How will the GDPR Affect the Use of Alternative Data?
Investment firms relying on alternative data to drive their trading strategies will certainly be impacted by the GDPR in relation to how the funds actually obtain and use alternative data (if that data contains what is considered the personal data of individuals located in the EU).
Data sets that potentially contain the personal data of individuals in the EU includes things like: credit card data, social media data, app usage data, geolocation data, etc. If a fund purchases this type of data, there is a chance that the fund may come into possession of personally identifiable information (PII). Given the broad nature of GDPR’s definition of PII, the fund’s focus should not only be on receiving actual PII on an individual but also whether it is possible to back into or reverse engineer the data or combine it with other data sets to potentially identify an individual.
Tip: Fund managers buying data from an alternative data vendor will push for additional representations from the vendor around GDPR. These representations will include assurances from the vendor that it is not collecting or receiving anything that constitutes personal data under the GDPR. Or, if the vendor is receiving personal data, that the vendor is GDPR-compliant and has proper legal/compliance oversight in place. Vendors must be ready with all documentation for this.
In addition to data sets purchased from a third party, it is possible for a fund’s internal webscraping activities to be scrutinized under the GDPR. For example, if a fund is scraping data off of a social media platform, it may come into contact with EU-resident personal information. Funds should avoid collecting specific usernames, first name/last name, locations, etc. of users on such platforms. But, if this data is collected, fund managers need to alter the way they store the personal data protected by the GDPR.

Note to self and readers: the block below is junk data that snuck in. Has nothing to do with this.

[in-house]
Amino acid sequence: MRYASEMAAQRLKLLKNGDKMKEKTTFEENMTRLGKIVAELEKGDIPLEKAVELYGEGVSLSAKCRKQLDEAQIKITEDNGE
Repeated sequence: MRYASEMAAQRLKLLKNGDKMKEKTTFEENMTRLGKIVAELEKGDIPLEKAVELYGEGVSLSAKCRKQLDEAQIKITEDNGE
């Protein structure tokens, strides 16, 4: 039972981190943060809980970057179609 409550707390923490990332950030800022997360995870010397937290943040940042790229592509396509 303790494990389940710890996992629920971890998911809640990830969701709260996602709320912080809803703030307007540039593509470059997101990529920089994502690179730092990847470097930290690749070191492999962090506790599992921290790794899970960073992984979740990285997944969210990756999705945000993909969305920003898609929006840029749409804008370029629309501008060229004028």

What about anonymized/de-identified data? Even with all the constraints that the GDPR imposes, the use of anonymized or de-identified data is a way to bypass the GDPR requirements. At the end of the day, PII does not actually add any value to the data. The specifics around who made a purchase for X dollars does not influence the data analysis or enrich it in any way. Additionally, receiving this data (GDPR aside), is a large legal and compliance risk altogether.
Tip: Although data may be purchased as anonymized and/or agreements contain provisions such as “we do not want any personal information”, data cleansing is unfortunately, not perfect. There are endless instances where stray email addresses, residential addresses, first/last names, credit card numbers, make their way into a deliverable. The way to solve this on the fund end is to have a separate environment where an additional data cleansing occurs prior to the data being delivered to an investment team. On the vendor end, there needs to be a written process set forth in the agreement that governs what the vendor will do if any PII inadvertently shows up in a data set.
How can Funds Ensure GDPR Compliance?
When buying data, funds need to obtain robust representations and warranties from data vendors and in the service agreement, inform the vendor that the fund does not want to receive personal data, including data that can be used to back into the identity of an EU individual. Prior to receiving any data from a vendor, the fund needs to conduct thorough diligence of their own. This includes reviewing sample data, data dictionary, dummy sets of the data – all to determine whether it is possible to receive PII or somehow back into identifying information on an EU individual using other available data fields. If it does, then the GDPR could be implicated. This also includes asking GDPR targeted questions on methodology, privacy policies, internal vendor compliance frameworks, whether external counsel has reviewed the vendor’s approach to GDPR, insurance coverage/indemnity in the event of a data breach, etc.